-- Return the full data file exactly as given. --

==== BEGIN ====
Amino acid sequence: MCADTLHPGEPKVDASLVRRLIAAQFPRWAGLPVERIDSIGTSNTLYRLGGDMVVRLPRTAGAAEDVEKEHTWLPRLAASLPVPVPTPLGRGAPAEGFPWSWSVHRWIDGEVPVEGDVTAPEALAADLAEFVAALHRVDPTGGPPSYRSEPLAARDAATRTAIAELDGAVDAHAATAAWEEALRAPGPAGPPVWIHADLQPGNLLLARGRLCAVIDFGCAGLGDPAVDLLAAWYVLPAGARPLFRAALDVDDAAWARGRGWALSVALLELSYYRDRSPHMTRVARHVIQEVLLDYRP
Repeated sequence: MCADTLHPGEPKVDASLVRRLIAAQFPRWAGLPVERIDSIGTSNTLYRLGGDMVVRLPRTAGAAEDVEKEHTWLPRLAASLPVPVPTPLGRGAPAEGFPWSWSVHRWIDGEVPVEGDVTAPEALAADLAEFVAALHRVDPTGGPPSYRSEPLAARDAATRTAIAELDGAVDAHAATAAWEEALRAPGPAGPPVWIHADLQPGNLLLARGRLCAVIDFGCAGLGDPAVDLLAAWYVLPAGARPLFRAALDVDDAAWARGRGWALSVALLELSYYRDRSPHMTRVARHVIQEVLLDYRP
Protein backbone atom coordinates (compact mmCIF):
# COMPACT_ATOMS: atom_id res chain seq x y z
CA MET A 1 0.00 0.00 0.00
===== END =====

Amino acid sequence: MCADTLHPGEPKVDASLVRRLIAAQFPRWAGLPVERIDSIGTSNTLYRLGGDMVVRLPRTAGAAEDVEKEHTWLPRLAASLPVPVPTPLGRGAPAEGFPWSWSVHRWIDGEVPVEGDVTAPEALAADLAEFVAALHRVDPTGGPPSYRSEPLAARDAATRTAIAELDGAVDAHAATAAWEEALRAPGPAGPPVWIHADLQPGNLLLARGRLCAVIDFGCAGLGDPAVDLLAAWYVLPAGARPLFRAALDVDDAAWARGRGWALSVALLELSYYRDRSPHMTRVARHVIQEVLLDYRP
Repeated sequence: MCADTLHPGEPKVDASLVRRLIAAQFPRWAGLPVERIDSIGTSNTLYRLGGDMVVRLPRTAGAAEDVEKEHTWLPRLAASLPVPVPTPLGRGAPAEGFPWSWSVHRWIDGEVPVEGDVTAPEALAADLAEFVAALHRVDPTGGPPSYRSEPLAARDAATRTAIAELDGAVDAHAATAAWEEALRAPGPAGPPVWIHADLQPGNLLLARGRLCAVIDFGCAGLGDPAVDLLAAWYVLPAGARPLFRAALDVDDAAWARGRGWALSVALLELSYYRDRSPHMTRVARHVIQEVLLDYRP
Protein backbone atom coordinates (compact mmCIF):
# COMPACT_ATOMS: atom_id res chain seq x y z
CA MET A 1 0.00 0.00 0.00